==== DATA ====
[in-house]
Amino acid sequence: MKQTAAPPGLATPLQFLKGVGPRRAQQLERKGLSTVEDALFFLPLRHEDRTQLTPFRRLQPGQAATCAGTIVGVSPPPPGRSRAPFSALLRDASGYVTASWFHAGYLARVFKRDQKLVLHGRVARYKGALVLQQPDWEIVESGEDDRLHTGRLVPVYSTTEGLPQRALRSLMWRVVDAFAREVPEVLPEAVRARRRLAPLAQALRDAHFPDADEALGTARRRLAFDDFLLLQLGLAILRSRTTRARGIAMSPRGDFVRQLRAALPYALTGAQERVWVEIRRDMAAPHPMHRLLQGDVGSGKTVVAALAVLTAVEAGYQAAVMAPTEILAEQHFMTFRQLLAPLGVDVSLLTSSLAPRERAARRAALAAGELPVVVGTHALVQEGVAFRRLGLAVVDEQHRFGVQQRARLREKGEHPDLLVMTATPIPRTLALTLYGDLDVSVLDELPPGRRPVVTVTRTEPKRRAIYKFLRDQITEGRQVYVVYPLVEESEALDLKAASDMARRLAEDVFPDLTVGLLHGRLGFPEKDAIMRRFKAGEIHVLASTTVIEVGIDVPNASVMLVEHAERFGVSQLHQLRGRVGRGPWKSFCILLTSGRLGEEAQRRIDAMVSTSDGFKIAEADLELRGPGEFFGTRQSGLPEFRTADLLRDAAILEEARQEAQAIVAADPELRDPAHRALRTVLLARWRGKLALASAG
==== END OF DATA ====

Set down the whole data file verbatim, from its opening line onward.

[in-house]
Amino acid sequence: MKQTAAPPGLATPLQFLKGVGPRRAQQLERKGLSTVEDALFFLPLRHEDRTQLTPFRRLQPGQAATCAGTIVGVSPPPPGRSRAPFSALLRDASGYVTASWFHAGYLARVFKRDQKLVLHGRVARYKGALVLQQPDWEIVESGEDDRLHTGRLVPVYSTTEGLPQRALRSLMWRVVDAFAREVPEVLPEAVRARRRLAPLAQALRDAHFPDADEALGTARRRLAFDDFLLLQLGLAILRSRTTRARGIAMSPRGDFVRQLRAALPYALTGAQERVWVEIRRDMAAPHPMHRLLQGDVGSGKTVVAALAVLTAVEAGYQAAVMAPTEILAEQHFMTFRQLLAPLGVDVSLLTSSLAPRERAARRAALAAGELPVVVGTHALVQEGVAFRRLGLAVVDEQHRFGVQQRARLREKGEHPDLLVMTATPIPRTLALTLYGDLDVSVLDELPPGRRPVVTVTRTEPKRRAIYKFLRDQITEGRQVYVVYPLVEESEALDLKAASDMARRLAEDVFPDLTVGLLHGRLGFPEKDAIMRRFKAGEIHVLASTTVIEVGIDVPNASVMLVEHAERFGVSQLHQLRGRVGRGPWKSFCILLTSGRLGEEAQRRIDAMVSTSDGFKIAEADLELRGPGEFFGTRQSGLPEFRTADLLRDAAILEEARQEAQAIVAADPELRDPAHRALRTVLLARWRGKLALASAG